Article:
June 20, 2018. Green’s Grant, NH. The Glen House, the new 68-room hotel at the base of Mt. Washington, the highest summit in the Northeast, pays respect to the legendary White Mountain hotels of the 19th century in both its architecture and design. It is scheduled to open in Fall 2018.

The current hotel is the fifth iteration of The Glen House to be built near this site since the original hotel was erected in 1852. The new property is owned by the Mt. Washington Summit Road Company (MWSRC) and located near the base of the Mt. Washington Auto Road, which the family-owned MWSRC has operated since 1906.

“We looked at the backdrop of Mt. Washington, Mt. Madison and Mt. Jefferson and wanted the hotel to look like it had been there for 100 years,” says Rolf Biggers of BMA Architects & Planners of Amherst, New Hampshire, who designed the hotel and aimed to pay homage to the New England resorts of the 1850’s. “Then we looked at the architecture of the earlier versions of The Glen House and sought a common thread. Those hotels were all relatively simple, understated and very functional so we picked up on subtleties and nuances, such as the period detailing on the porches and the public spaces.”

BMA used clapboards and shakes on the exterior, albeit state-of-the-art HardiePlank Lap Siding and HardiePlank Shakes, made of fiber cement, with white trim in a style similar to its predecessors. The Glen House is a high-performance building envelope, close to energy self-sufficient and carbon neutral, thanks to a geo-thermal system that will provide heating and cooling as well as two offsite energy-generating projects harnessing hydro and solar power.

“It is simple and understated,” says Biggers. “The guestrooms have the simplicity of Shaker design. Half of them have views of Mt. Washington and sunset, while the others look towards neighboring Maine and the Wildcat Mountain Ski Area for sunrise views. The big bang when you enter the hotel is the glass wall in the lounge area, which frames the Presidential Range of the White Mountains.”

The interior design of the hotel drew upon the Shakers, the vintage woven baskets and artifacts of the local Abenaki Native Americans tribe and north woods culture.

“Shaker milk paint inspired the palette for the colors inside the hotel,” says Janet Harkins of Stibler Associates of Bedford, New Hampshire, a member of the design team for The Glen House. “In the guestrooms, you can see Shaker inspiration in the simple mill work and clean lines. As for the Abenaki influence, we used some of their weaving patterns in the flooring, the tile design and in the guestroom carpeting.”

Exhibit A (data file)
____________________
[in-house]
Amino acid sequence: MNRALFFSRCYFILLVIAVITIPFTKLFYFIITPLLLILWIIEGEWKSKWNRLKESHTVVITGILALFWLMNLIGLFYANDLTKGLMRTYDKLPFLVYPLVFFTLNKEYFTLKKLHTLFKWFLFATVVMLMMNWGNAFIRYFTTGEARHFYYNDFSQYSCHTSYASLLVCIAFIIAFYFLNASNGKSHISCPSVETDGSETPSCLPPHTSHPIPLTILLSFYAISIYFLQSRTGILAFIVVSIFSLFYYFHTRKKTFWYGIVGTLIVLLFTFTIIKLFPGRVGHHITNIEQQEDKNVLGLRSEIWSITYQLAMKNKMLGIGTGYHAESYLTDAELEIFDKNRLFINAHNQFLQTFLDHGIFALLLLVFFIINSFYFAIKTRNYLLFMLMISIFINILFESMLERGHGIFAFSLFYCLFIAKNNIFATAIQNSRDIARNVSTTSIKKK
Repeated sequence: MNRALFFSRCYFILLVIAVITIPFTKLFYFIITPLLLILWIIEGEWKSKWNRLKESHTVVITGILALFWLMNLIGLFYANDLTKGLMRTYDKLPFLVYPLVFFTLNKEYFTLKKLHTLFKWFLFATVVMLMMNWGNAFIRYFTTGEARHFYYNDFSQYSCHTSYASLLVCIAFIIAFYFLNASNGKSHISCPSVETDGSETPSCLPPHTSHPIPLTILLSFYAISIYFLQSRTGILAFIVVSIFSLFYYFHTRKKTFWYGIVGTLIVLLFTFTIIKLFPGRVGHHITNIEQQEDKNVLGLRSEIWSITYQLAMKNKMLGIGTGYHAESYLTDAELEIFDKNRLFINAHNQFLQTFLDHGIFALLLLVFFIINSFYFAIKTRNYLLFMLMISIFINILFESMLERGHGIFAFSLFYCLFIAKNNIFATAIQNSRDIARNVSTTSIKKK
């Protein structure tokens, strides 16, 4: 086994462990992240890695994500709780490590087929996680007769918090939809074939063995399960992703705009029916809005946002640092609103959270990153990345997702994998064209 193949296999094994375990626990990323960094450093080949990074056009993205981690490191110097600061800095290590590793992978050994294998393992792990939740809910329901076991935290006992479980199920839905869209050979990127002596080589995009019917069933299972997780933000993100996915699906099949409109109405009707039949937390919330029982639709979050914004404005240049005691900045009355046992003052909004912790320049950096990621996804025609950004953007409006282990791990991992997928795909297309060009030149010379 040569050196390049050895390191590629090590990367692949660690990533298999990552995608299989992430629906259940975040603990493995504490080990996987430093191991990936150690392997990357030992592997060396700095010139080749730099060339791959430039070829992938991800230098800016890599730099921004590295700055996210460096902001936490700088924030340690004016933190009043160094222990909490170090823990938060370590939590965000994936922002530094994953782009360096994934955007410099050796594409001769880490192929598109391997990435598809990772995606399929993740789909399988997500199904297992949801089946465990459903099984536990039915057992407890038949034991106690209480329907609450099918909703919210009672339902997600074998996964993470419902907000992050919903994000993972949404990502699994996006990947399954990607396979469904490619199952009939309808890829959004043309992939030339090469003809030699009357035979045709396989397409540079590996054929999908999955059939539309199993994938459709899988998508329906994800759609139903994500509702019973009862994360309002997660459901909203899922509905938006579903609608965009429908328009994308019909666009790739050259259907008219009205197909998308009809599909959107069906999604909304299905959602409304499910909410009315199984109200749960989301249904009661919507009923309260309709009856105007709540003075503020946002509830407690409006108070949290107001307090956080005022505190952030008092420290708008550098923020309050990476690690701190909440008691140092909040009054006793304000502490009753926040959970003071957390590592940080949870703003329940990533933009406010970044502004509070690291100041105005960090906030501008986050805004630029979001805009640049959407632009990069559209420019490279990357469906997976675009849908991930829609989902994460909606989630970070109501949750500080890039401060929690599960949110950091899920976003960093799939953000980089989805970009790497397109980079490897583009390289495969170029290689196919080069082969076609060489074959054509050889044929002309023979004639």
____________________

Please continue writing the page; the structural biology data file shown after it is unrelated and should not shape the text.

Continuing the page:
The rustic north woods elements include a vintage barn on the property, dismantled and repurposed as part of the front desk and the bar. The motif of a barn door is used in every guestroom bathroom and the designers used rustic bronze as well as granite throughout, a fitting touch here in the Granite State.

Stibler Associates also oversaw the artwork, inspired in large part by the earlier hotels and the long history of auto racing up the Mt. Washington Auto Road. There is a 30-foot long sepia toned photographic mural of a Mt. Washington auto race in the lobby and a 30-foot long wall sculpture of the Presidential Range in the lounge that incorporates ropes and carabiners to identify points of interest in the area. Guestroom corridors will feature canvas-wrapped vintage photos of the previous iterations of The Glen House and the Auto Road. In the lounge, the traditional north country moose head over the fireplace is instead a brightly colored fabric rendition of a moose head.

The Glen House was designed and is being built primarily by New Hampshire firms, including contractors Martini Northern of Portsmouth and subcontractors Ray's Electric of Berlin, Granite State Plumbing and Heating of Weare, Yeaton Associates Inc. of Littleton and GB Carrier Corp of North Conway.

Located 30 minutes from North Conway, The Glen House is expected to open in mid-September 2018 and is currently accepting reservations.